blog-header

The Progress Coaching Blog

Coaching After the Learning is Done...What's Working?

August 30, 2018 Posted by : Tim Hagen
0 comment

coaching-after-learning-complete

When I think about learning I think about employees who have gone to a class or maybe an online course and they’ve experienced knowledge dissemination or skill development. Where does coaching come in?

Let’s take two scenarios to illustrate this point. First, somebody attends an internal corporate workshop where he or she have learned the valuable material and engaged with his or her teammates throughout the company. Nothing else happens after this event and nor is coaching applied as a strategic reinforcement tool. Second somebody attends an internal corporate workshop but has a manager waiting asking a variety of questions such as:

  • What did you learn about yourself that you’re committed to improving and changing?
  • What are two things you could successfully share with your teammates where you feel they have an opportunity to benefit?
  • What are three things you learned about yourself that pleasantly surprised you?

These are not the only questions a good manager-coach could ask but they certainly reinforce and solidify the learning. There is no greater strategy than coaching to help reinforce learning after it’s been experienced by employees.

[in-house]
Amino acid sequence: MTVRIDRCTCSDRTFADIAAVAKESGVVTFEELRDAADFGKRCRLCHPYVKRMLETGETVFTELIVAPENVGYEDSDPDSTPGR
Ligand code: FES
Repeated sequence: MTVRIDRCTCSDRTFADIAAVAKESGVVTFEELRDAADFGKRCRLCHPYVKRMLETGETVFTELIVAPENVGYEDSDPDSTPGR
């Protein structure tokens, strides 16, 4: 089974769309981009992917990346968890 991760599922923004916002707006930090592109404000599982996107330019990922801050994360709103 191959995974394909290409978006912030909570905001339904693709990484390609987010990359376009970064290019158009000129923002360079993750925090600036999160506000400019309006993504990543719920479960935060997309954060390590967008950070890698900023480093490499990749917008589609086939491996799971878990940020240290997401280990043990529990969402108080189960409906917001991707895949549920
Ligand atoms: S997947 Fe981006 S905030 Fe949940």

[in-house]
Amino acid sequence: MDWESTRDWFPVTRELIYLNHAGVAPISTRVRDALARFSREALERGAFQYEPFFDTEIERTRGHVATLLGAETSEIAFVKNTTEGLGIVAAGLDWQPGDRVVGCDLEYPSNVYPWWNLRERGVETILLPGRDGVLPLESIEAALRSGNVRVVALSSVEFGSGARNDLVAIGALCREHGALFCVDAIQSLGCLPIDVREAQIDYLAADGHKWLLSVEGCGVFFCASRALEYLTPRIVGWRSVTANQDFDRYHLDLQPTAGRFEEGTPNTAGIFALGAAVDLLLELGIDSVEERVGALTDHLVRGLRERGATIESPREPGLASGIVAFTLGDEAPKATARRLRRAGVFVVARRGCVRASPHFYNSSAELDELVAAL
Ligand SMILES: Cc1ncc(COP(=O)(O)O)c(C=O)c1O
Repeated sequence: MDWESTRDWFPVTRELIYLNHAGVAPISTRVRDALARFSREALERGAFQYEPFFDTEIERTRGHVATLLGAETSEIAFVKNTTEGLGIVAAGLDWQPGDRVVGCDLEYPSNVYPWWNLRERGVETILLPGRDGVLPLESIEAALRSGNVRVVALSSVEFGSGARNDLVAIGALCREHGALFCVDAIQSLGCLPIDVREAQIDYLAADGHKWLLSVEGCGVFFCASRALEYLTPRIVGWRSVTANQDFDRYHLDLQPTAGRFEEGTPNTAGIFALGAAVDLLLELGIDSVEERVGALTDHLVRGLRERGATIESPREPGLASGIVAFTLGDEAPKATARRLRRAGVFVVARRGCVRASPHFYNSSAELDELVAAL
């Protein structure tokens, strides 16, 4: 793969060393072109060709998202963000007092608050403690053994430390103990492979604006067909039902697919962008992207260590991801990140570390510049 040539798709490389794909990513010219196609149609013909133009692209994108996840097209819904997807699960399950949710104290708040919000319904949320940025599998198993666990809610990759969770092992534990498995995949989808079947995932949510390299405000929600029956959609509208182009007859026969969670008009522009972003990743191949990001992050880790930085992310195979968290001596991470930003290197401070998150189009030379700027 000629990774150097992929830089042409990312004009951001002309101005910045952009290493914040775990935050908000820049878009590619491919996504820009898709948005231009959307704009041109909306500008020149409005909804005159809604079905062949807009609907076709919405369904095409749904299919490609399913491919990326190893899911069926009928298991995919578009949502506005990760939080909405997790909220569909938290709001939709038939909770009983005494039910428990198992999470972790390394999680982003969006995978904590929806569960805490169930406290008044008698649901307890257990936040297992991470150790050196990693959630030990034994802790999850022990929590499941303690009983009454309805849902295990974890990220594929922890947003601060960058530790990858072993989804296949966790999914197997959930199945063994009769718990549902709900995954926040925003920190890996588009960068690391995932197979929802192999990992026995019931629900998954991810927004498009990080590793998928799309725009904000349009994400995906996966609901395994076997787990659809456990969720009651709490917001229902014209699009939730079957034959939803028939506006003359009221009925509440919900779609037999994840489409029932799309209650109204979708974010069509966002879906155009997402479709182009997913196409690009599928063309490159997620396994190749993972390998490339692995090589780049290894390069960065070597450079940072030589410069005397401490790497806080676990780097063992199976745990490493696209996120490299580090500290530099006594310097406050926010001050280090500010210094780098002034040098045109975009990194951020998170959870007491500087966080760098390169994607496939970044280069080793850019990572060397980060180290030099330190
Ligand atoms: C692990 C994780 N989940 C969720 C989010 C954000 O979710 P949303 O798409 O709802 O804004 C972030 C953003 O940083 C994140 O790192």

The Two Major Reasons Managers Really Do Not Coach Their Employees
Coaching Must Involve Practice

About Author

Tim Hagen
Tim Hagen

Tim Hagen founded Progress Coaching, a Training Reinforcement Partner Company, in 1997. His entrepreneurial career began in college leading to positions in sales, sales management, and sales training for small and large corporations, and eventually ownership of several training companies. Tim is often a keynote speaker at companies teaching the value of coaching and conversations in the workplace. He possesses a unique combination of hands-on experience, academics, and innovative insight to solve the industry’s most common challenges specific to workplace performance. Tim holds a bachelor’s degree in Adult Education and Training from the University of Wisconsin, Milwaukee.

Related Posts
Solve the Number One Coaching Problem
Coaching Must Involve Practice
The Progress Initiative

Leave a Reply